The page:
Fairchild Tropical Botanic Garden

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Fairchild Tropical Botanic Garden
Fairchild Tropical Botanic Garden
Fairchild Tropical Botanic Garden is located in Florida
Fairchild Tropical Botanic Garden
Type Private,[1] open to the public for a fee[2]
Location Coral Gables, (Miami-Dade County), Florida, United States
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Area 83 acres (34 ha)
Created 1938 (1938)[3]
Status Open year round
Website Fairchild Tropical Botanic Garden

Fairchild Tropical Botanic Garden is an 83-acre (34 ha) botanic garden, with extensive collections of rare tropical plants including palms, cycads, flowering trees and vines. It is located in metropolitan Miami, just south of Coral Gables, Florida, United States, surrounded at the south and west by Matheson Hammock Park.

Fairchild opened to the public in 1938.[4]

With 45,000 members and over 1,200 volunteers, Fairchild plays many roles, including museum, laboratory, learning center and conservation research facility, but its main role is preserving biodiversity, which the garden’s scientists, staff and volunteers all contribute to on a daily basis. In 2012, Fairchild also became the home of the American Orchid Society.[4]


The garden was established in 1936 by Robert H. Montgomery (1872–1953), an accountant, attorney, and businessman with a passion for plant-collecting.[5] The garden opened to the public in 1938.[6] It was named after his good friend David Fairchild (1869–1954), one of the great plant explorers. Dr. Fairchild's extensive travels brought more than 20,000 important plants to the United States, including mangos, alfalfa, nectarines, dates, horseradish, bamboos and flowering cherries.[7] David Fairchild retired to Miami in 1935, but many plants still growing in the Garden were collected and planted by Dr. Fairchild, including a giant African baobab tree. With the guidance of an influential circle of friends, Montgomery pursued the dream of creating a botanical garden in Miami. He purchased the site, named it after Dr. Fairchild, and later deeded it in large part to Miami-Dade County.[8]

The garden was designed by landscape architect William Lyman Phillips, member of the Frederick Law Olmsted partnership,[9] and a leading landscape designer in South Florida during the 1930s. He was born in 1885 in Massachusetts and obtained his landscape architecture degree from Harvard in 1910.[10] He came to Florida in 1924 and by 1933, he was working with the Dade County Park Department and drawing plans for Greynolds Park and Matheson Hammock Park.[10] In 1938 Phillips began design for Fairchild Tropical Botanic Garden.[10] Phillip’s top three principles when designing Fairchild was as follows: variety, consistency, and contrast.[10] The first 15 years saw the construction of its primary buildings and landscape features, including the Montgomery Palmetum, Bailey Palm Glade, Allee and Overlook, Vine Pergola, Amphitheatre, Gate House, Montgomery Library and Museum, 14 lakes, stone terracing walls, irrigation systems, Moos Sunken Garden, and Nell Montgomery Garden House auditorium. Later buildings included the Davis House (1953), Hawkes Laboratory (1960), Robbins Plant Science Building (1967), Rare Plant House (1968), Corbin Education Building (1972), Jean duPont Shehan Visitor Center (2002) and various additions over the years. A groundbreaking ceremony occurred in 2010 for significant new complex of buildings including the Paul and Swanee DiMare Science Village, Dr. Jane Hsaio Tropical Research Laboratories, Clinton Family Conservatory and Burns Building. The new Science Village complex was opened December 2012 and was designed by Miami architect Max Strang.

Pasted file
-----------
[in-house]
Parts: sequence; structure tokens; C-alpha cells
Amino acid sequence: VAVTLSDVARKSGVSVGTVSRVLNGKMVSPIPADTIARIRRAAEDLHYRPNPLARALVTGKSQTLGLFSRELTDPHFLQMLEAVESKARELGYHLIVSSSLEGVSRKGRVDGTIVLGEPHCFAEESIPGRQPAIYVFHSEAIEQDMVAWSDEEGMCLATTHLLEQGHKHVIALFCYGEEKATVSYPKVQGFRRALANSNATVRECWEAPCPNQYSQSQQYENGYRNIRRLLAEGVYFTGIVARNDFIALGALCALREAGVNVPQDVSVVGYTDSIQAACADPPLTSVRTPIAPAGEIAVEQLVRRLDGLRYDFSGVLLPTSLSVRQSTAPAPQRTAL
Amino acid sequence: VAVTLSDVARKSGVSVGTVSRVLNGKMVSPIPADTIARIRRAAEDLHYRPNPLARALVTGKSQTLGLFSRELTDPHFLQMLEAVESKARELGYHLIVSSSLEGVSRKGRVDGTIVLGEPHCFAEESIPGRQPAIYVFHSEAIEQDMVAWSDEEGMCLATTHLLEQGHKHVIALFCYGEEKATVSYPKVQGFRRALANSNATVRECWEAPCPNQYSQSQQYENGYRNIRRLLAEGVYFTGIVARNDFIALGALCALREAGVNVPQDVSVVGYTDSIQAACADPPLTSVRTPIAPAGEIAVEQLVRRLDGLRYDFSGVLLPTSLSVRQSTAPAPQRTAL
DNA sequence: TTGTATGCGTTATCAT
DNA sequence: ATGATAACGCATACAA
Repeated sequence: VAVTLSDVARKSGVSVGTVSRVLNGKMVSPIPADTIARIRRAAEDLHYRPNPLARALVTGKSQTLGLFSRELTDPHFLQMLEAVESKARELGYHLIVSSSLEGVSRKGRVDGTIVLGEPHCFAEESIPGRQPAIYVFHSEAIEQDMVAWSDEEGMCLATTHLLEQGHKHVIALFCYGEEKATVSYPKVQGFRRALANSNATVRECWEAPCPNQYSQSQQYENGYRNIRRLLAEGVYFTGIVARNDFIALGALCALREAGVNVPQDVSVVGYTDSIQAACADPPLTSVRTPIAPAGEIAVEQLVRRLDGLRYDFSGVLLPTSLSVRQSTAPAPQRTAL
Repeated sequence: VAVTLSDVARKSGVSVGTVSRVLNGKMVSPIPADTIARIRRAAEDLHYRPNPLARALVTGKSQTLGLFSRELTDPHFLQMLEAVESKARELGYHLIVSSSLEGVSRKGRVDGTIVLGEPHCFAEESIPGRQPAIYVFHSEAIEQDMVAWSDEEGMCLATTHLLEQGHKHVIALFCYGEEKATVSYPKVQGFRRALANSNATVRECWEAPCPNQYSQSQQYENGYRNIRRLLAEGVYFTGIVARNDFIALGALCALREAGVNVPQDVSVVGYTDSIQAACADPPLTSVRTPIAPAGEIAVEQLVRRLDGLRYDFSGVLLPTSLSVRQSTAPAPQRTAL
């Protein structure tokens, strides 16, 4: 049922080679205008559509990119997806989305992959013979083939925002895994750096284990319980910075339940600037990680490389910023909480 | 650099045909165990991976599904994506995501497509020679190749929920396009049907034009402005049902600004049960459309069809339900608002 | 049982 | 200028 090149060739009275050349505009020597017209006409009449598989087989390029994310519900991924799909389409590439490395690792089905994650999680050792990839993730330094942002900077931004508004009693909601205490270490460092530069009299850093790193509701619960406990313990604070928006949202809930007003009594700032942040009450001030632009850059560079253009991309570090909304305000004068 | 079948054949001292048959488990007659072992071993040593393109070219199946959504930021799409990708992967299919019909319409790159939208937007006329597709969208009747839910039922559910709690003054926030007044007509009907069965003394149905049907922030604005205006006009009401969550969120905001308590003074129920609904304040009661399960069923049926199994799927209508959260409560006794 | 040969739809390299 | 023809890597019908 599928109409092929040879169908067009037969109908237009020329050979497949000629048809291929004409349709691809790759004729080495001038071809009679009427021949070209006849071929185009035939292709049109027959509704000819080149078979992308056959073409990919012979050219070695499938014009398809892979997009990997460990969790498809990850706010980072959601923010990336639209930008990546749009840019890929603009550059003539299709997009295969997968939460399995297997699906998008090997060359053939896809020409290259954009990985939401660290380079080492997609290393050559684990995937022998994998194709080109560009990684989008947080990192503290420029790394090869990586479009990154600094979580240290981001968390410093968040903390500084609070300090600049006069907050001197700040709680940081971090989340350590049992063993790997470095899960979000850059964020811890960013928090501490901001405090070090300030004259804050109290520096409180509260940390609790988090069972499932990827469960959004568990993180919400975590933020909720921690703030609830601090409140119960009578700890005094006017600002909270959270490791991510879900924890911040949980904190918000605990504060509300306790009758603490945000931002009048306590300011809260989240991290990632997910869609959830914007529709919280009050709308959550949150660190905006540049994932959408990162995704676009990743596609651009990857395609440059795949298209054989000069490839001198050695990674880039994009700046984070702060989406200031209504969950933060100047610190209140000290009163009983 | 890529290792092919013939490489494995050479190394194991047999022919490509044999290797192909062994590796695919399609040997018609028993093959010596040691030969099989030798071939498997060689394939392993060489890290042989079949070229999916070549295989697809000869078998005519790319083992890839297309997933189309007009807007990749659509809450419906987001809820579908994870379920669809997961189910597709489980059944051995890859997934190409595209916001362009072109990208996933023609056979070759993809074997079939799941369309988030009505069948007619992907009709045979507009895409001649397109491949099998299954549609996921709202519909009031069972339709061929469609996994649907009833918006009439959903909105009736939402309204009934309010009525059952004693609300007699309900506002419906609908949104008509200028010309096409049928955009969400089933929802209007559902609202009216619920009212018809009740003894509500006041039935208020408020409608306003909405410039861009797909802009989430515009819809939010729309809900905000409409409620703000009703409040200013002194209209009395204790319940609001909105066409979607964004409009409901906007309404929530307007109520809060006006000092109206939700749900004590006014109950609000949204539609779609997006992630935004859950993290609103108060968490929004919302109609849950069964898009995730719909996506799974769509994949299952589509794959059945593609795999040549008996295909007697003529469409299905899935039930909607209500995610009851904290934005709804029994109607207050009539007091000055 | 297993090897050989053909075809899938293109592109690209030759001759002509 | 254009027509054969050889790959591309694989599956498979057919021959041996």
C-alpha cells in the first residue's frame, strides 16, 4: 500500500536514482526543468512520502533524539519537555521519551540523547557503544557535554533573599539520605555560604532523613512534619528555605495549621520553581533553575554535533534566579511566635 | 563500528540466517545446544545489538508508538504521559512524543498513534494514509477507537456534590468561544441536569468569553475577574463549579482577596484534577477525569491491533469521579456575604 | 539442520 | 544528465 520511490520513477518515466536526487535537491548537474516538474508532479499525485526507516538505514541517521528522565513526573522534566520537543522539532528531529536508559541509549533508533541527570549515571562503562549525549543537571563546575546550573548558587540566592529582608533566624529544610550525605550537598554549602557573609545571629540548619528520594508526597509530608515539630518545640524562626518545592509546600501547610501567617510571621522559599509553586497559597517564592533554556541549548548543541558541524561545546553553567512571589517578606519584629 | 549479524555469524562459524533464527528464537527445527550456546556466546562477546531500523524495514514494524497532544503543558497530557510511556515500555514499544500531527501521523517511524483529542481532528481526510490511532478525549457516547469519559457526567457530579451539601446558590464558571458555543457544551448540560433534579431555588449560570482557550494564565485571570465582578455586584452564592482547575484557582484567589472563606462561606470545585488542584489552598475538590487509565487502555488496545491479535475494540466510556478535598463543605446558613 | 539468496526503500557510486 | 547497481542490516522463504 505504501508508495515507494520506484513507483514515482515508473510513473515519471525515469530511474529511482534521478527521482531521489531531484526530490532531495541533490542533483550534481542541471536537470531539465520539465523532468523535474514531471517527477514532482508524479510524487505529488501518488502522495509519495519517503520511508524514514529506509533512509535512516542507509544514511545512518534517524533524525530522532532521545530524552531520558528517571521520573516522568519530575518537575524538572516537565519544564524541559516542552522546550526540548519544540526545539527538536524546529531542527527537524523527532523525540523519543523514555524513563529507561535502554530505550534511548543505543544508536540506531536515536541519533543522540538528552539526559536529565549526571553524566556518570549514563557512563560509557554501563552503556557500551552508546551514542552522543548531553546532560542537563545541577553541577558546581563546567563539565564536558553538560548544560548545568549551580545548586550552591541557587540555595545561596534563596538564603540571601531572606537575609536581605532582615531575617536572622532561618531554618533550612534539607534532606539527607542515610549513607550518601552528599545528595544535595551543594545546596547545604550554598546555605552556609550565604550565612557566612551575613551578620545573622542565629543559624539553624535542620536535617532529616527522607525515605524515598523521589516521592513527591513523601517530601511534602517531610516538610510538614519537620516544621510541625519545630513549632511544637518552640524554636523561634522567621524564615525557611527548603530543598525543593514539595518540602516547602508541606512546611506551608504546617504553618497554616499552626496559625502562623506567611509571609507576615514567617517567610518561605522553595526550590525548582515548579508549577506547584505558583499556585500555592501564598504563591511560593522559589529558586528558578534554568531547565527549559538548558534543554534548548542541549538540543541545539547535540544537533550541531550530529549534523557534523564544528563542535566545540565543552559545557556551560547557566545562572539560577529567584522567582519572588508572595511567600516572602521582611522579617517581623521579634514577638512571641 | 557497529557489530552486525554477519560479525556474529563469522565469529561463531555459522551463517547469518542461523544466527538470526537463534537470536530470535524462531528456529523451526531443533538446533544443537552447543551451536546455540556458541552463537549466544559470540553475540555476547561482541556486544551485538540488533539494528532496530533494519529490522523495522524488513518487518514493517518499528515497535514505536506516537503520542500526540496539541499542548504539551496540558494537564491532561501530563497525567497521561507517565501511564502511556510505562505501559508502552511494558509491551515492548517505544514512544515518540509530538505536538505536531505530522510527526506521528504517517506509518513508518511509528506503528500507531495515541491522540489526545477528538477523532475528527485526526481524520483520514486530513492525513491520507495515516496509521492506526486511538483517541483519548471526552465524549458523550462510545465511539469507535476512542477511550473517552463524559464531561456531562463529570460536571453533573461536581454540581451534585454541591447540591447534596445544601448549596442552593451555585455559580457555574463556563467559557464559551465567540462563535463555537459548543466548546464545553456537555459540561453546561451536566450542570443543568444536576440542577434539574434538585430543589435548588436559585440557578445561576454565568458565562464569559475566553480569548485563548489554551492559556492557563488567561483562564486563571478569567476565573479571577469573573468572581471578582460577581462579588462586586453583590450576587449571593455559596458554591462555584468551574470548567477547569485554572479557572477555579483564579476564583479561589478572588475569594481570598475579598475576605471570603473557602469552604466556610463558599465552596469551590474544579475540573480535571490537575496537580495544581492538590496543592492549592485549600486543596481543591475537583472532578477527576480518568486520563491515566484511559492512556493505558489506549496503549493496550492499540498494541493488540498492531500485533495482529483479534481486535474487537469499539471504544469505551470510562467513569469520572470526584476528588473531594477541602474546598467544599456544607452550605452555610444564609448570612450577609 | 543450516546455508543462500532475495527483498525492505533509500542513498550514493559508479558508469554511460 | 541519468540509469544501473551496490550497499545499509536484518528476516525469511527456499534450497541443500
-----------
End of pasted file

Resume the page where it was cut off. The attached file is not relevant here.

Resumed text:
Research and conservation

Fairchild scientists are conserving tropical plants, hoping to avoid the extinction of species and their habitats. These activities are measured by the delivery of quantifiable conservation benefits to Fairchild’s priority geographic investment regions (South Florida, Caribbean, oceanic islands, tropical Africa, and Madagascar) and plant groups (palms, cycads, tropical fruit and tropical trees).[11]

These have been selected because of conservation need, institutional expertise and history. Main activities include field exploration of important plant areas, conservation assessments, species recovery and direct support to in-situ conservation.

With active partnerships with area colleges (including Florida International University, University of Miami, Miami Dade College, and University of Florida) Fairchild trains graduate and postdoctoral students.

Education Programs